Lavelli, M., & Fogel, A. (2002). Developmental changes in mother-infant face-to-face communication: Birth to 3 months. Developmental Psychology, 38,288-305. doi:10.1037/0012- 1622.214.171.1248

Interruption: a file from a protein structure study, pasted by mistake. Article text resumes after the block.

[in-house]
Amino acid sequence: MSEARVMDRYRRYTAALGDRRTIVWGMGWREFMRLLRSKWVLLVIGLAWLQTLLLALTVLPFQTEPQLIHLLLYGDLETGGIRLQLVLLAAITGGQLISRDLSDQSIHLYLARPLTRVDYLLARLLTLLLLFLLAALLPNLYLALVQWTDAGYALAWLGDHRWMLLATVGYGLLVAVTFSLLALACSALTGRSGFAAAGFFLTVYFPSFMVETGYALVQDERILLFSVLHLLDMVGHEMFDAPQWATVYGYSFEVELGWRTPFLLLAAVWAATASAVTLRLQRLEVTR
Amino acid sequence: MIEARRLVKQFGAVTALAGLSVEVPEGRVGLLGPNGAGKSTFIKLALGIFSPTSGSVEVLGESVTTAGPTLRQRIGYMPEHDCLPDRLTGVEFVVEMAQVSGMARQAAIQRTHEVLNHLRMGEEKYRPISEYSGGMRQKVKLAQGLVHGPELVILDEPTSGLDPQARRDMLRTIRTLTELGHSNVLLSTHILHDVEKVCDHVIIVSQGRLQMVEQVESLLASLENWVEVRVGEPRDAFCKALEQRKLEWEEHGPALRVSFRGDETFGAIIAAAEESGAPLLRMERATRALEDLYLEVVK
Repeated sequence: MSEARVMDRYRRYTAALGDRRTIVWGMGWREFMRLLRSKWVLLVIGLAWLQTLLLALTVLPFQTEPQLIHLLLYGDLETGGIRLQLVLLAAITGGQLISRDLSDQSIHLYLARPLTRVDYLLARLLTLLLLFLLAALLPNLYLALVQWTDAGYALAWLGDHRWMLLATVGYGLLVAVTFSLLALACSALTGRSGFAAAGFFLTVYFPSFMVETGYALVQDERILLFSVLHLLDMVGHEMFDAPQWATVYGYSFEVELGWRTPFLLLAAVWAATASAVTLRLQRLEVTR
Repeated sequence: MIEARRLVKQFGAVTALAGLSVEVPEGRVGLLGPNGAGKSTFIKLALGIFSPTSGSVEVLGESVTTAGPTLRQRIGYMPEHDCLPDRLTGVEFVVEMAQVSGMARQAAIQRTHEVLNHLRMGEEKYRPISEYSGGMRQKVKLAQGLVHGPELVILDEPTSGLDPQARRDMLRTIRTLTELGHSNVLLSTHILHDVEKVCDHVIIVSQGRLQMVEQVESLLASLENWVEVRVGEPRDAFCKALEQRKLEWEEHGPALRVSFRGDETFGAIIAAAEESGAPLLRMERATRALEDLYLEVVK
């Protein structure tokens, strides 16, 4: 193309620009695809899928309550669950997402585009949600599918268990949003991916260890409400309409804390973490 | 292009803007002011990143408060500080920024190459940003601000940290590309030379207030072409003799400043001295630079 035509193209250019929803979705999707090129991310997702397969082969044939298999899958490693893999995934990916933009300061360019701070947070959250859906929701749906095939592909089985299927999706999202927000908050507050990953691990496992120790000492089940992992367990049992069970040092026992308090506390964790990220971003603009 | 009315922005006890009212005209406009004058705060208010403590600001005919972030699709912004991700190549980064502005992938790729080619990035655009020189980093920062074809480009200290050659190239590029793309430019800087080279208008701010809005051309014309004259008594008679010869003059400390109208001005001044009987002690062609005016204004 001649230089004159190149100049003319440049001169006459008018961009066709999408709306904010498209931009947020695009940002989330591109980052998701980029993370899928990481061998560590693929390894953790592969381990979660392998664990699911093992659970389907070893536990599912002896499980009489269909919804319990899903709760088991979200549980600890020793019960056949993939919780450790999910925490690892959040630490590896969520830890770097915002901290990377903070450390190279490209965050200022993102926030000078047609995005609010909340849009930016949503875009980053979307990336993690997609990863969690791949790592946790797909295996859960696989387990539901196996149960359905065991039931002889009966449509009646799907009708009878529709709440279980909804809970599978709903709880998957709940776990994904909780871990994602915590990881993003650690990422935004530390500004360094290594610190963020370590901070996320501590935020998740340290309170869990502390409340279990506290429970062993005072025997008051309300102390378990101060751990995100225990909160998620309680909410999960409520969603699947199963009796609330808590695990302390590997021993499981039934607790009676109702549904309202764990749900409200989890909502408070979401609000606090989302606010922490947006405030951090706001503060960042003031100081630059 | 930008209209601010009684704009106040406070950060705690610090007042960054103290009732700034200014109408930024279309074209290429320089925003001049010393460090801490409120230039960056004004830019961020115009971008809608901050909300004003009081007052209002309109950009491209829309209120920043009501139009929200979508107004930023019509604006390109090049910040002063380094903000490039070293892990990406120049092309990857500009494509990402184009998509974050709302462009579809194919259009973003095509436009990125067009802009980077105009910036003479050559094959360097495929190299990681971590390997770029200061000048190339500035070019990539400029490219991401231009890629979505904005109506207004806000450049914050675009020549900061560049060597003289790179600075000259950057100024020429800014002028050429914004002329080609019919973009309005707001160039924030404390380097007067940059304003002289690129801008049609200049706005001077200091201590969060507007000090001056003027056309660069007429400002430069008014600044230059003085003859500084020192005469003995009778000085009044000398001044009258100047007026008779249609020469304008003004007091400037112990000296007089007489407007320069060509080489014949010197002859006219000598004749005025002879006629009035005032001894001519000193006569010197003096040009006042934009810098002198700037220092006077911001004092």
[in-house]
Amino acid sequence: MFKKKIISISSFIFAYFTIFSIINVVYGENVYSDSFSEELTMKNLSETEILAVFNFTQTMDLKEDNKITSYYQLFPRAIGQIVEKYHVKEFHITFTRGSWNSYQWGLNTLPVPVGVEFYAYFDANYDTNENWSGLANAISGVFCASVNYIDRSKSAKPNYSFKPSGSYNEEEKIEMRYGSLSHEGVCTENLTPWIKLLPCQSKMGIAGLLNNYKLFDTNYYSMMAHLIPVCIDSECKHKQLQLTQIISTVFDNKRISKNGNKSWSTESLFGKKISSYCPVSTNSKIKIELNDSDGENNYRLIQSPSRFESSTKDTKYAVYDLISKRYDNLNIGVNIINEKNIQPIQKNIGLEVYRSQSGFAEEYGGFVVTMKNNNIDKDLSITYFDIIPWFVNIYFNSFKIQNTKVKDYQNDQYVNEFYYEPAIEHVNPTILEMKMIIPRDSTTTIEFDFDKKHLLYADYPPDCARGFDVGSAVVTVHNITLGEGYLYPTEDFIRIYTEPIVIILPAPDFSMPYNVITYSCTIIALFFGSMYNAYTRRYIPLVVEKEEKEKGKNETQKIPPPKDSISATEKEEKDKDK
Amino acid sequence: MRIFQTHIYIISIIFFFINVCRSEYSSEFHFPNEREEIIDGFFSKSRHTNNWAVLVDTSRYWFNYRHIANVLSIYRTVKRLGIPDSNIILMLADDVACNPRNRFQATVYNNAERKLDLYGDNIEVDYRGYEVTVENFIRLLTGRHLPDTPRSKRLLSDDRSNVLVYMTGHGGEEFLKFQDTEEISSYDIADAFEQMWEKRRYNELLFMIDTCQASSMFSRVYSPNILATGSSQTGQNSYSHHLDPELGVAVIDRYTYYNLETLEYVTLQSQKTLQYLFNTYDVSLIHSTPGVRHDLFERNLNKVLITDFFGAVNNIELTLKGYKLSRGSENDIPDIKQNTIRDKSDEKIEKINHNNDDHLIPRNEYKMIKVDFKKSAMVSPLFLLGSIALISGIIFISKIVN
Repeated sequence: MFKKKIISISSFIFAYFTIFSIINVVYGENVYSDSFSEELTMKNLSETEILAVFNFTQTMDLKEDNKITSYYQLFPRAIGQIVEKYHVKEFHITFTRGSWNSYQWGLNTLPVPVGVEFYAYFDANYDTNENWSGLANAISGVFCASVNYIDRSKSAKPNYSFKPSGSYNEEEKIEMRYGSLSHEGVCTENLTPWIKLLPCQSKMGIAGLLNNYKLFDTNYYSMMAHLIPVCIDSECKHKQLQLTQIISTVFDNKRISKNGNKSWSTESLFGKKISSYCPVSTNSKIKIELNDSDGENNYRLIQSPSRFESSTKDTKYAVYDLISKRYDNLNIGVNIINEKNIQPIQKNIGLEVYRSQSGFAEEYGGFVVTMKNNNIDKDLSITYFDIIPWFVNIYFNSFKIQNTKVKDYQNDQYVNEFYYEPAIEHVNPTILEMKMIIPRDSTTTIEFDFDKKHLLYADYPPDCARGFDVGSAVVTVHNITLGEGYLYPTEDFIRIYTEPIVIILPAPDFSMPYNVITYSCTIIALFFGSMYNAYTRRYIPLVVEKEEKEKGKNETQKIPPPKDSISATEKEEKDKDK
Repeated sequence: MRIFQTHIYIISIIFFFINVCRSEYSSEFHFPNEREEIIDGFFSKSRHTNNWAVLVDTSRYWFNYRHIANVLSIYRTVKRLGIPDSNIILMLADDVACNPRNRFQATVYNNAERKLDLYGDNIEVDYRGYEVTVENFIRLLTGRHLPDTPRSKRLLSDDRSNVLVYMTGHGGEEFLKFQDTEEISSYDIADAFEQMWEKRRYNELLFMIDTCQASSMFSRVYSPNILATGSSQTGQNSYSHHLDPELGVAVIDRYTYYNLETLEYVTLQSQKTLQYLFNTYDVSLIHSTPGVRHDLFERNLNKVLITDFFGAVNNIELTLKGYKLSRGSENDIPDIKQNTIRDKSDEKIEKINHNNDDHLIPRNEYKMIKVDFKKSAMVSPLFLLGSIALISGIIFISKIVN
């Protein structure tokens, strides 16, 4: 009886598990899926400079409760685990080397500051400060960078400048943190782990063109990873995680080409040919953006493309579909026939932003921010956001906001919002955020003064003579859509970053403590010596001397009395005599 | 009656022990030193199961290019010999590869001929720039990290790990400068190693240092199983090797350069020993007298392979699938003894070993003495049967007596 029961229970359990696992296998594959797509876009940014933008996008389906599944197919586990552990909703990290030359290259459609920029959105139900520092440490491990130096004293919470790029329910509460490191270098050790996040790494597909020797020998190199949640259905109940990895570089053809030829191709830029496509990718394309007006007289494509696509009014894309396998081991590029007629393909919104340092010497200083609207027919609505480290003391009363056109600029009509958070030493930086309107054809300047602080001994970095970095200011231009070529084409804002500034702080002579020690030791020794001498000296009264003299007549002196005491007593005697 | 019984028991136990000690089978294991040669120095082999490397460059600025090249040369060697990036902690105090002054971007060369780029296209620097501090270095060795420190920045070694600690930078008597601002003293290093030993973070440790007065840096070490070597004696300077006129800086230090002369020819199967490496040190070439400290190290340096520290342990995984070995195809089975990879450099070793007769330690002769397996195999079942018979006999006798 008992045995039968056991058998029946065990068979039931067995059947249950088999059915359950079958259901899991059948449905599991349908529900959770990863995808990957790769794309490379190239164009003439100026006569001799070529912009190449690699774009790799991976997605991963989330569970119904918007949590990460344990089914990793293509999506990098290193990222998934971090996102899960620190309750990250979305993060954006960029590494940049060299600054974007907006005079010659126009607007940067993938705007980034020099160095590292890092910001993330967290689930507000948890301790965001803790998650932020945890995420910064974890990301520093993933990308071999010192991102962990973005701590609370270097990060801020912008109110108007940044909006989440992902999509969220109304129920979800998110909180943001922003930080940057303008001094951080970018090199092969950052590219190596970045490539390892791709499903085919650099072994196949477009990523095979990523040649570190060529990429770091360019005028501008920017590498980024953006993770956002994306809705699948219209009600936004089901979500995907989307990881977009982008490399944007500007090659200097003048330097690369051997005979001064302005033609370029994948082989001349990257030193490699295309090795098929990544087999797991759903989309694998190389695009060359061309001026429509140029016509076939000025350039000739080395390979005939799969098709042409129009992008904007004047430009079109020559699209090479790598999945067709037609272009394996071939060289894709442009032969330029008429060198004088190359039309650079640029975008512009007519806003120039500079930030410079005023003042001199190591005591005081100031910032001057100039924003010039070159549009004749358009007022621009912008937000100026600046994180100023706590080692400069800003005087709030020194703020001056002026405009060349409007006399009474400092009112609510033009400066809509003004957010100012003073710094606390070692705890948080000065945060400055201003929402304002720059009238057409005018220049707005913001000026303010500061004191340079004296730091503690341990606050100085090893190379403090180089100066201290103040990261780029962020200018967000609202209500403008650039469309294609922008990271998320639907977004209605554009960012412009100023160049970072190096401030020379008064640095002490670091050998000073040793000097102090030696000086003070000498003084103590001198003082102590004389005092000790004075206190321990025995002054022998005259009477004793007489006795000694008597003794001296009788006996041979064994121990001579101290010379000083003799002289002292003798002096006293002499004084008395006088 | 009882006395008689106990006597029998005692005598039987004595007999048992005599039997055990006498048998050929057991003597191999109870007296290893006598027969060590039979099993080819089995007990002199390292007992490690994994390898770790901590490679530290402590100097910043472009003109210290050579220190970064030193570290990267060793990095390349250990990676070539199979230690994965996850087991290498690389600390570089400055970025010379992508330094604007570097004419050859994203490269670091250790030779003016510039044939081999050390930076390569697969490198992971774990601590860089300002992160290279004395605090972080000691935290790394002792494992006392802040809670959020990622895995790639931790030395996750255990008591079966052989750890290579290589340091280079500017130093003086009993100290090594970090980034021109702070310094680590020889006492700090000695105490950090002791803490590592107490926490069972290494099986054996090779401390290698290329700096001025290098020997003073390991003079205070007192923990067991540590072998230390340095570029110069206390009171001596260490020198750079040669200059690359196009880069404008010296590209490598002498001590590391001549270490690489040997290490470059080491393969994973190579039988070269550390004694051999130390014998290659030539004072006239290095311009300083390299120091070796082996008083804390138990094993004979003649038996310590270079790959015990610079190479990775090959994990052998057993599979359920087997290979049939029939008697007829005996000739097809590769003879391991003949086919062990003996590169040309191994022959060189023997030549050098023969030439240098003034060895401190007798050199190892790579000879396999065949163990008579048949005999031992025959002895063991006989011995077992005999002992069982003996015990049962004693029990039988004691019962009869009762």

Abstract.This study documented the process of developmental change in early mother-infant face-to-face communication, observing the growth process within individual cases. Sixteen primiparous mother-infant dyads were videotaped during a naturalistic face-to-face interaction weekly, from age 1 to 14 weeks, in two different conditions: infant in mother’s arms, and infant semi-reclined on the sofa. Results showed a curvilinear development of early face-to-face communication, with a significant increase between week 4 and week 9, depending on the dyad, and a divergence of individual developmental trajectories around 2 months. After this age, two different groups of dyads were identified: one group with trajectories that continue to increase in the duration of face-to-face communication, the other group with trajectories that peak and then begin to decrease. After the first month, the duration of mother-infant face-to-face communication was significantly longer when the infant was on the sofa rather than in mother’s arms. In the latter condition, during the third month girls spent a significantly longer time than boys in face-to-face communication. These findings suggest that features of face-to-face communication context such as being held vs. not being held by the mother interact with the infant’s age and sex in affecting mother-infant communication.